Today, TNTP is publishing a new paper, “Greenhouse Schools in Boston: School Leadership Practices Across a High-Performing Charter Sector,” that finds incredibly strong instructional cultures in the Boston charter school sector. Compared to other charter schools across the country that have participated in the Insight survey, Boston’s charter sector shines: A majority of the surveyed Boston charter schools (18 of 23) are in the top half of all charter schools that participate in this survey nationally, and all the participating Boston charters are in the top two-thirds. 


The data suggest that the Boston charter school sector has created environments that are great places for teachers to work.  When asked if their school is a good place to teach and learn, 78 percent of teachers across all the participating Boston schools agree—an agreement rate that’s comparable to just the top-performing charter schools (in terms of instructional culture) nationwide.

TNTP has identified four key practices that help create these strong instructional cultures in Boston charter schools:

1. Consistent learning environments that enable a focus on student growth: Boston charter schools have high and consistent expectations for student learning, with 84% of surveyed Boston teachers agreeing that their school implements a rigorous curriculum, compared to 67% of teachers at charter schools nationally, and they regularly measure student progress to maximize outcomes. Rebecca Cass, Managing Director of Programming for Excel Academy Charter Schools, a NewSchools portfolio member, explains: “Our systems and structure, coupled with high expectations and quality teaching, are the key levers for getting strong results for students.”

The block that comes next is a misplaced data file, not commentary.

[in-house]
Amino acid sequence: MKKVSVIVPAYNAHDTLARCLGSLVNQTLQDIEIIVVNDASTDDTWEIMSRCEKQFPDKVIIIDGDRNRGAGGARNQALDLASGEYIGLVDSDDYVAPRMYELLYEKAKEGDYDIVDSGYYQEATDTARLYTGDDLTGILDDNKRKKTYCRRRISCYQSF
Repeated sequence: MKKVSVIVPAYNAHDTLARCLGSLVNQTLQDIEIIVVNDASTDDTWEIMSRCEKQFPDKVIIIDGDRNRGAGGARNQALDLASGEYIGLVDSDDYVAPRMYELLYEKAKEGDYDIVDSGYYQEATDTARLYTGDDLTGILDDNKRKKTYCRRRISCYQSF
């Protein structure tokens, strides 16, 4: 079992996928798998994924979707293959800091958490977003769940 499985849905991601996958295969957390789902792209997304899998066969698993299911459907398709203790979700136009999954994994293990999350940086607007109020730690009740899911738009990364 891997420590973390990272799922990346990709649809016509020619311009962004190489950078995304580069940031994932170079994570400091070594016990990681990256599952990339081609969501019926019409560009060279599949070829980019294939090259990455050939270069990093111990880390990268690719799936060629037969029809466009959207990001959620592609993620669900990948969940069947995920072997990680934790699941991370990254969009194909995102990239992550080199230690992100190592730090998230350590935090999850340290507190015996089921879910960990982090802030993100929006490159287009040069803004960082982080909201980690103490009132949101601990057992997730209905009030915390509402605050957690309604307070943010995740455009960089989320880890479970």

2. Teacher development through observation, feedback, and peer modeling: In the surveyed Boston schools, school leaders provide instructional leadership by frequently observing teacher practice and providing actionable feedback to drive continuous improvement in teacher practice.  Compared to their peers nationally, the Boston charter school teachers surveyed have more frequent touch points with their school leaders—a median of 18 observations throughout the year, compared to 11 elsewhere. Nearly three-quarters of surveyed Boston teachers say that feedback from observations helps them improve student outcomes. Kimberly Steadman, the co-Director of Academics at Brooke Charter Schools, a NewSchools portfolio member, explains Brooke’s investment in continuous teacher development: “We think teaching is really hard. No one will ever say, ‘I have learned everything there is to learn about teaching.’ We think that learning needs to happen on the job.”

3. Early hiring with a high bar: Nearly three-quarters of newly hired Boston teachers in the participating charter schools received their offers by June 1, compared to only about 50 percent in the top charter schools nationally. And the hiring process at these charter schools usually involves having candidates teach a sample lesson and spend time interacting with current teaching staff at the school, to provide a clear picture of the candidate’s strengths and to give the candidate a clear sense of the school and its potential to be a good fit.

4. The right responses to good (and bad) performance: TNTP has conducted research that finds that teachers are more likely to stay in schools where there are high expectations for all teachers. As TNTP puts it, “Great teachers want to work in schools with other great teachers.” TNTP found that Boston charter schools prioritize retaining their best-performing teachers and developing these star instructors for leadership positions, clearly signaling to all teachers the importance of high-quality instruction.

The Boston charter sector has focused on core instructional leadership practices that promote quality teaching and create environments that are great places for teachers to work, leading to schools where students excel.  We think that these practices play a role in the academic success of the Boston charter school sector, and we encourage other schools to adopt these compelling practices.

Read the full report here.

]]> 0
NEW LEADERS PREPARES DIVERSE TOP TALENT FOR HIGH-NEED SCHOOLS Wed, 18 Feb 2015 00:01:54 +0000 […]]]> Maripossa Child Success Programs